The Sheng was brought to the West by Marco Polo (along with spaghetti, fireworks, and the plague) and was transformed over the years to become the Accordion as we know it:
Cyrillus Damian, a Viennese instrument maker, has often been credited with the creation of the first true accordion. He was, in fact, the first to patent an instrument of that name, having received royal patronage for his invention in 1829. Damian's design featured two to four bass keys that produced chords within a range of an octave. But the first true accordion made its appearance in 1822, when a German instrument maker named Christian Friedrich Buschmann (1775-1832) put some expanding bellows onto a small portable keyboard, with free vibrating reeds inside the instrument itself. He dubbed it the hand-aeoline, and helped spread its fame in 1828 by leaving Berlin and touring with it.
It is an eerie foreshadowing as the Germans and Italians teamed together to transform the sheng to the accordion, showing just the level of cruelty these two nations are capable of. Historians have noted this and asked the question of whether the Japanese somehow had a hand in this as well. The evidence seems against this, but the historical facts are chilling nonetheless:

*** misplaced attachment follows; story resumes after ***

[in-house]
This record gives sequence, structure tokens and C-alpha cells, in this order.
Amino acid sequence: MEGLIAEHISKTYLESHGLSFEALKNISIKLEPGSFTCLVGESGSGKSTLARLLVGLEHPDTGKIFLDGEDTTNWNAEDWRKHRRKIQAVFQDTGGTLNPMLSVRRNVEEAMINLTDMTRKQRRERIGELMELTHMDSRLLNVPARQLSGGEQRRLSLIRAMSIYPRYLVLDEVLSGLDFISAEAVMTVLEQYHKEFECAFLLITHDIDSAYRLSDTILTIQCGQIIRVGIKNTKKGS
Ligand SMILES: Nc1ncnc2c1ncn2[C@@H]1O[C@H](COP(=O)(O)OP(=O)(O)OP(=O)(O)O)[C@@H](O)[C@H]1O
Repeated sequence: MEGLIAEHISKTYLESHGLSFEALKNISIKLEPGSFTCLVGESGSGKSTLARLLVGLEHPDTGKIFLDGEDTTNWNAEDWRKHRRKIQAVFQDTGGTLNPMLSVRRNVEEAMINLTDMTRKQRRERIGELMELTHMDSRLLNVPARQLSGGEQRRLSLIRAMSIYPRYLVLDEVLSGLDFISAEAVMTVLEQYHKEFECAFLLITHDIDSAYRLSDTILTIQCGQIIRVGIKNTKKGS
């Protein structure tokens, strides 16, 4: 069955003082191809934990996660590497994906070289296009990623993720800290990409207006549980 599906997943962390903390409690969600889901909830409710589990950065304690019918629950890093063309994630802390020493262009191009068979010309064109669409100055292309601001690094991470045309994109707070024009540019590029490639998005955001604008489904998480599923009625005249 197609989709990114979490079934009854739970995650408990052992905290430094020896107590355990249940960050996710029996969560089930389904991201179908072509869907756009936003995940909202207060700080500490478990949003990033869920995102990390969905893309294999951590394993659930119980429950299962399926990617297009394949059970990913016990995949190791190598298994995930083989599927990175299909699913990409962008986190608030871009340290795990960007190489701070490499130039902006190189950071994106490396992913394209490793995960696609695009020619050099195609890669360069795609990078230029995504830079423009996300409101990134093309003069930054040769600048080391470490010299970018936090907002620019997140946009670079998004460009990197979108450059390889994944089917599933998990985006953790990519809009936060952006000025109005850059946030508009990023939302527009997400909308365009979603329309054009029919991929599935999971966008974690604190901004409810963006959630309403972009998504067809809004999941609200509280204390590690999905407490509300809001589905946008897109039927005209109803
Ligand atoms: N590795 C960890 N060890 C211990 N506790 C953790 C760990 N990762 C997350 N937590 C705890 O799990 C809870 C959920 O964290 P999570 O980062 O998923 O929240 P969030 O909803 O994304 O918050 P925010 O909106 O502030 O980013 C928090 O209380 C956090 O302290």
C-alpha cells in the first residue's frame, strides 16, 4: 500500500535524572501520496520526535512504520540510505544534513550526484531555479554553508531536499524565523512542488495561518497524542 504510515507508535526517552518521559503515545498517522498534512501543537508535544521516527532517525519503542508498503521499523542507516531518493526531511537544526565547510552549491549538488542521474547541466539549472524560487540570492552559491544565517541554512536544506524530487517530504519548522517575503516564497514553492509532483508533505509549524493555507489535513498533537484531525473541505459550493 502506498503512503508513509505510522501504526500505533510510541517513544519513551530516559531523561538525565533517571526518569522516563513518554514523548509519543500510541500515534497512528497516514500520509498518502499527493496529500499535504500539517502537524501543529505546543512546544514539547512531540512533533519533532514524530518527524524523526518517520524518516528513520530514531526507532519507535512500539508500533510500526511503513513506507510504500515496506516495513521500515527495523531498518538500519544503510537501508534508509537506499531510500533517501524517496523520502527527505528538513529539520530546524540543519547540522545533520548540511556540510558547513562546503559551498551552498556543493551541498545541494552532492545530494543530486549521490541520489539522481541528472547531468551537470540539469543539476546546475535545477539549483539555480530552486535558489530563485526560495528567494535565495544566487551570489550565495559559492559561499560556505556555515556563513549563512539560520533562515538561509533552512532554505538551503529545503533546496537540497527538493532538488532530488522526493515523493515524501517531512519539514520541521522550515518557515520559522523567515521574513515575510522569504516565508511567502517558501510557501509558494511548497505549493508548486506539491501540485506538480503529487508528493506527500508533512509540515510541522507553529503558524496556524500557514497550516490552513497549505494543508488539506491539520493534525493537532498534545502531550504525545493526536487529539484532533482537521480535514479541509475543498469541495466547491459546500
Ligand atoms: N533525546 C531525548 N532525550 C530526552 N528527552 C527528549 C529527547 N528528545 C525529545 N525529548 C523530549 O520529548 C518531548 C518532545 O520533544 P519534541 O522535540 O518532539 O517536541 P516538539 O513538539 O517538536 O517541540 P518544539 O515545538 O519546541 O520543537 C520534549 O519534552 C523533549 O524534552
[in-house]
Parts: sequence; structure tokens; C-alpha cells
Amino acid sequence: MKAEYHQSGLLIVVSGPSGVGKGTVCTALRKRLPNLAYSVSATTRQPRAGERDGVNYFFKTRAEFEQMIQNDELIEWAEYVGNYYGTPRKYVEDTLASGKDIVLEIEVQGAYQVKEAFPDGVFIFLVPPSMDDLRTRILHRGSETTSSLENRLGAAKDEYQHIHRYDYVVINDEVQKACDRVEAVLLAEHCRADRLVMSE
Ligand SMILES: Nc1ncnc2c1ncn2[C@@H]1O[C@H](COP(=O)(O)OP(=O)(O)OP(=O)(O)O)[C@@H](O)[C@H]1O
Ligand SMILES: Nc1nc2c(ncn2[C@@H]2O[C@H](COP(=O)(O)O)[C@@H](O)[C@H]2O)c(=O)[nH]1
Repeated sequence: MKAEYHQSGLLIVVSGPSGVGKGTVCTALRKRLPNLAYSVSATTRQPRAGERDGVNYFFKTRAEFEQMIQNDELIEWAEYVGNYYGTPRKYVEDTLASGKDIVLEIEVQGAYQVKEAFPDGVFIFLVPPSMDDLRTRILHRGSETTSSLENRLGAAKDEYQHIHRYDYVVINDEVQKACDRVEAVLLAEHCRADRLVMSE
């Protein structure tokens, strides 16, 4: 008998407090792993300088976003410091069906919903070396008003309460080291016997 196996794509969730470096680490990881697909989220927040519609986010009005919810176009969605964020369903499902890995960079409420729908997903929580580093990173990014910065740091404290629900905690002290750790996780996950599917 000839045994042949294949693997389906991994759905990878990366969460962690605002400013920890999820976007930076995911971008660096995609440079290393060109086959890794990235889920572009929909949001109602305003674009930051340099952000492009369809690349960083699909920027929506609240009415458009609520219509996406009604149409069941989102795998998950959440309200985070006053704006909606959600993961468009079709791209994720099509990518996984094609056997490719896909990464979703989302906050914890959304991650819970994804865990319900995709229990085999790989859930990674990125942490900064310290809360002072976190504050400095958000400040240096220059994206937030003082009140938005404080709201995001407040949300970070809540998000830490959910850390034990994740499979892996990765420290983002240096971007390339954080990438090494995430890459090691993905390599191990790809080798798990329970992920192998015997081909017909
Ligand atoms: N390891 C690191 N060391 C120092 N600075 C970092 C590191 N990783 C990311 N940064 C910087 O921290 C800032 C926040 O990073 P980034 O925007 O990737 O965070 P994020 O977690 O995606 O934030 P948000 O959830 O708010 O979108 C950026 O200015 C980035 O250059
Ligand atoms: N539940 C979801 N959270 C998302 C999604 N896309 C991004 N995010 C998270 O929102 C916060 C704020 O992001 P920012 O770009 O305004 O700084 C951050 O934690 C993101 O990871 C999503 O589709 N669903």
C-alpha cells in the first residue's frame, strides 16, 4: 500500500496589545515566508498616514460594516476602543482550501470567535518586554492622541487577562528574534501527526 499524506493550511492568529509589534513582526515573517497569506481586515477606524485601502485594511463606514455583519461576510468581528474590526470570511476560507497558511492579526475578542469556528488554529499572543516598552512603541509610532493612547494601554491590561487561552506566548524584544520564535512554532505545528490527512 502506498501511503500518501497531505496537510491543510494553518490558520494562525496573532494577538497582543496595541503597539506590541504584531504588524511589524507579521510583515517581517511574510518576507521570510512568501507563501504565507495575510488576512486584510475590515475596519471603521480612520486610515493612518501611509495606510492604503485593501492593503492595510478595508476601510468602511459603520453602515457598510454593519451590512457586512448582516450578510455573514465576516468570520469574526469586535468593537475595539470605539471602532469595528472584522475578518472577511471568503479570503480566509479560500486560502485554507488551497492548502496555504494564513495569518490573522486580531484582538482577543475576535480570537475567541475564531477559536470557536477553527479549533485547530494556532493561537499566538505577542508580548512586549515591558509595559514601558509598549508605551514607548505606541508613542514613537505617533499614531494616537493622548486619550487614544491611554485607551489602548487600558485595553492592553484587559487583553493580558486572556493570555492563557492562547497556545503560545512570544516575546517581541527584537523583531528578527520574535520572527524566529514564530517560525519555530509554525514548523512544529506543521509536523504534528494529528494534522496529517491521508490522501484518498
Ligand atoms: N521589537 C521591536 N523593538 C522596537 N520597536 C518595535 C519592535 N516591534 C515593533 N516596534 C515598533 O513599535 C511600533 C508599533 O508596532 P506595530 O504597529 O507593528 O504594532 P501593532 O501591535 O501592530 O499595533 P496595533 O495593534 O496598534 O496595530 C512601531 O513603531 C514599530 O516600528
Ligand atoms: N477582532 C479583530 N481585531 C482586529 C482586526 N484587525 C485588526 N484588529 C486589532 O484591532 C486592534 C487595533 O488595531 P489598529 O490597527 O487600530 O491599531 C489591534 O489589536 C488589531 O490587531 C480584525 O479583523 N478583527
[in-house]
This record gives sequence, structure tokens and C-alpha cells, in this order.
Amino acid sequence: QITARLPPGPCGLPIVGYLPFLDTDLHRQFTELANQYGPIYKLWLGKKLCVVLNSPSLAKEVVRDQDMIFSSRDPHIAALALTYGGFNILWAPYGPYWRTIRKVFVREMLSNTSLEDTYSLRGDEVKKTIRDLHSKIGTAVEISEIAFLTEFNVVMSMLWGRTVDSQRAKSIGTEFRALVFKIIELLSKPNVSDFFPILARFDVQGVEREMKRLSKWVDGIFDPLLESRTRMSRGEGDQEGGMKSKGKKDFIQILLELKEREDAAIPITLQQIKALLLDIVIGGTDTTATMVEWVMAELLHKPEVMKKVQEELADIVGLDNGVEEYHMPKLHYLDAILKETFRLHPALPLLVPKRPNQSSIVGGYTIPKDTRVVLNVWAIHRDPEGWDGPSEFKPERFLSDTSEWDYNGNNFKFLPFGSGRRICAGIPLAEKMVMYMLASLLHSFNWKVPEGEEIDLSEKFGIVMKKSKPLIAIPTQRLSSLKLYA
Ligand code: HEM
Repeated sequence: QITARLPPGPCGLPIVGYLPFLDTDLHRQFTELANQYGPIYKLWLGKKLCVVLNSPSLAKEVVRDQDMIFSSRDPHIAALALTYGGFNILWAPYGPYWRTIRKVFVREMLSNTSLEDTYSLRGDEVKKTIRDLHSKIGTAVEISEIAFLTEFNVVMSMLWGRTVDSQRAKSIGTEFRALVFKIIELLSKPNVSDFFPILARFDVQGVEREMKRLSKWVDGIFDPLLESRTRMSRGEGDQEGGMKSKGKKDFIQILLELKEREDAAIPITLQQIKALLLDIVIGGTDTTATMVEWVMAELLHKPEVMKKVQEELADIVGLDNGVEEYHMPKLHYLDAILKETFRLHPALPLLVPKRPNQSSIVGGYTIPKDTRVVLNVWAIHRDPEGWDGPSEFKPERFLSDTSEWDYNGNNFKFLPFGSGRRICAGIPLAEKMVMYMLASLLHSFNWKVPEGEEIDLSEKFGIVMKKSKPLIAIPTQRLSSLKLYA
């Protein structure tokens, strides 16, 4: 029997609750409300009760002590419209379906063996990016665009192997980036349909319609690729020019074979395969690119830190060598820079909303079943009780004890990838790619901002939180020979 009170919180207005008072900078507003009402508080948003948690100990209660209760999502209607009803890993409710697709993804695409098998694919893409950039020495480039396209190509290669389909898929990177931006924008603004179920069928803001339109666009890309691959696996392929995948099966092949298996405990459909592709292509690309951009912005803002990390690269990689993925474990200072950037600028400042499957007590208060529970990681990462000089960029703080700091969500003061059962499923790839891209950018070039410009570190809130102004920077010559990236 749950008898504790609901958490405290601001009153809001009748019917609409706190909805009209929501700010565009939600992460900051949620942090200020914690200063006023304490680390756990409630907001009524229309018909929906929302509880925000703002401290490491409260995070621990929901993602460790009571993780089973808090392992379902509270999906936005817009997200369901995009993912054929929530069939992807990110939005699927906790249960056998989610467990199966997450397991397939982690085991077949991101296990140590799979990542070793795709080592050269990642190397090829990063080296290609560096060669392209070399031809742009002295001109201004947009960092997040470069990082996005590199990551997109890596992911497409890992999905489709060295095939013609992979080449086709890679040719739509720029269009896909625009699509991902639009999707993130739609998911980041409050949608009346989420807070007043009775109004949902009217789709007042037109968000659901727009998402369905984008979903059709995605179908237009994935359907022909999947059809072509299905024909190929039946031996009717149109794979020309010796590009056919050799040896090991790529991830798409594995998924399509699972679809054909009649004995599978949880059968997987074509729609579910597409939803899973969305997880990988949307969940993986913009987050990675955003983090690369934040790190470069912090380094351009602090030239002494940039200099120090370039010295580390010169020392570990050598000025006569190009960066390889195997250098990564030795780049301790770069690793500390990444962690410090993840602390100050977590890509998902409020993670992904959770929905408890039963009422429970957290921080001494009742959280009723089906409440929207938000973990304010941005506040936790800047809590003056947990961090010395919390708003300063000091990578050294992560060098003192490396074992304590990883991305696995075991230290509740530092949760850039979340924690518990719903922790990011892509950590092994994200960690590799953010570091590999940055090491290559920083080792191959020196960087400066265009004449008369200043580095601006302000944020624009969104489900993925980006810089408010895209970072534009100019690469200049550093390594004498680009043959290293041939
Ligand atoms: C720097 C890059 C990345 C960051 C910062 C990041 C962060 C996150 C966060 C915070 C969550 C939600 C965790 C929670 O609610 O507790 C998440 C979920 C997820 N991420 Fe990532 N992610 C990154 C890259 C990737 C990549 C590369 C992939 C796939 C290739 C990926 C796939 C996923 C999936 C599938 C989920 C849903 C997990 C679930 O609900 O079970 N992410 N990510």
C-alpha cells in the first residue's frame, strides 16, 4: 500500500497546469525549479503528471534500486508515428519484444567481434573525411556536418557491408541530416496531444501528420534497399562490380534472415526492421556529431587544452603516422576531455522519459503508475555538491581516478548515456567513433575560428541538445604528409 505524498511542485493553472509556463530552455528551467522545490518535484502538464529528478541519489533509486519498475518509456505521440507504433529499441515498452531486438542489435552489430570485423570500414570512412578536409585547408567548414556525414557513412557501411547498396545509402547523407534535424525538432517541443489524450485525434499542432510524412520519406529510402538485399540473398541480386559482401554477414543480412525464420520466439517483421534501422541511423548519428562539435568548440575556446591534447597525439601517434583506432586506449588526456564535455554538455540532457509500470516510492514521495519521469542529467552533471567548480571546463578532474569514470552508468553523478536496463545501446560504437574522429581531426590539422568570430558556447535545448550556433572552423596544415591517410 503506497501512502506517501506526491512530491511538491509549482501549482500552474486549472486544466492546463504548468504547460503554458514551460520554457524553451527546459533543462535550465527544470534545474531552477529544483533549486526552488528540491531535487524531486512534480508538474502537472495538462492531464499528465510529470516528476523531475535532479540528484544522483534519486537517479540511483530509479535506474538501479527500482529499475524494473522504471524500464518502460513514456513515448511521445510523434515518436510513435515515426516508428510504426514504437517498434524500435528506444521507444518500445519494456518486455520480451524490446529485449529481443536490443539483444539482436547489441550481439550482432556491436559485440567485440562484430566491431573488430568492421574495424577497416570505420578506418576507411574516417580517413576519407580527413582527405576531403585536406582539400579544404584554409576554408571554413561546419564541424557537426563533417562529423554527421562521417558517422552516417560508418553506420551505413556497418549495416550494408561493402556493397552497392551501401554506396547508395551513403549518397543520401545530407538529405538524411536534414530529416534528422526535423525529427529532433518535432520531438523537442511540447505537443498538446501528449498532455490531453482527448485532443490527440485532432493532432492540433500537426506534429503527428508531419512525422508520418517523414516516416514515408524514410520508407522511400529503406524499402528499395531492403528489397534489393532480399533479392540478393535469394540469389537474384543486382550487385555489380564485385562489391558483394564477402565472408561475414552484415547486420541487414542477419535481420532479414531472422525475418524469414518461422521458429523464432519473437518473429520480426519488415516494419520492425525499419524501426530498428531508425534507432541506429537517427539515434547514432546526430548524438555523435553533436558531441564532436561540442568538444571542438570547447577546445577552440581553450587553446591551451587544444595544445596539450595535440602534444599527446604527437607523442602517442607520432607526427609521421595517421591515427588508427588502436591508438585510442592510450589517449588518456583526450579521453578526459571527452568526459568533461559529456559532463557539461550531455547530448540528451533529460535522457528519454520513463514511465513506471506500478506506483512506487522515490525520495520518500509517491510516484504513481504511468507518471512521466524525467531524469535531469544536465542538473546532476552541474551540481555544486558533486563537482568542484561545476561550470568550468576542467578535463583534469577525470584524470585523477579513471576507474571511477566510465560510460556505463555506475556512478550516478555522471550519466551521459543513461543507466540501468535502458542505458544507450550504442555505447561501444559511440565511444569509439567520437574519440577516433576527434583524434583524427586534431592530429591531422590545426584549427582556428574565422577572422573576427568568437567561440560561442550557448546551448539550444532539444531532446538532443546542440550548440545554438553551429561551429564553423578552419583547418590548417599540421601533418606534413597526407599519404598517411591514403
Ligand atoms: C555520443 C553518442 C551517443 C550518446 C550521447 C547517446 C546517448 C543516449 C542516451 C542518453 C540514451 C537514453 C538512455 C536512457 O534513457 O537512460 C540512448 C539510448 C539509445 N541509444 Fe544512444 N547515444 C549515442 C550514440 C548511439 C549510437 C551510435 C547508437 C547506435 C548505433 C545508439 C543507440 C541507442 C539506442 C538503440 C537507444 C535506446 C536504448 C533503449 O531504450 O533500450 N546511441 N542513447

It is widely thought that the accordion was probably introduced to Japan by Sensuke Asahi, who gifted one to the Miho Shinto Temple in the Simone region in 1850. Syokichi Mazkichimaru did the same in 1867.
In 1887, the Japanese imported German diatonic accordions for the women of high society to play. In 1905, Russian war prisoners returned home, without their accordions. The Tanabe firm began manufacturing them, and travelling medical salesmen used the accordion to advertise their wares.
In 1931, the French film 'Sous les foits de Paris' was a huge success in Japan, and caused a demand for the Parisian accordion as heard on the soundtrack. Tambo created an accordion model with a piano keyboard named "Paris", and other models were made with names such as "Bolero" and "Scala". These were later replaced by Japanese names such as "Chyasahima" (divine island) and "Daitoa" (great Asia). Many instrument workshops were converted into propeller factories during the war, and many pre-war instruments were destroyed by bombs.
In 1932, the Tambo firm began manufacturing diatonic accordions, followed three years later by Yamaha. Yamaha also produced chromatic accordions with piano keyboards, which were not widely imported.
Clearly it was the German influence, bringing Accordions to Japan, that transformed them from a peaceable nation to one intent on world domination. It has been noted that there was a high percentage of kamikaze pilots who had family members who played the accordion. These apparent acts of sacrifice were actually an escape. Who can blame them?
So you see, the whole of history is full of accordion influences. Once you realize this, you can see the danger that this information age brings.
More to come...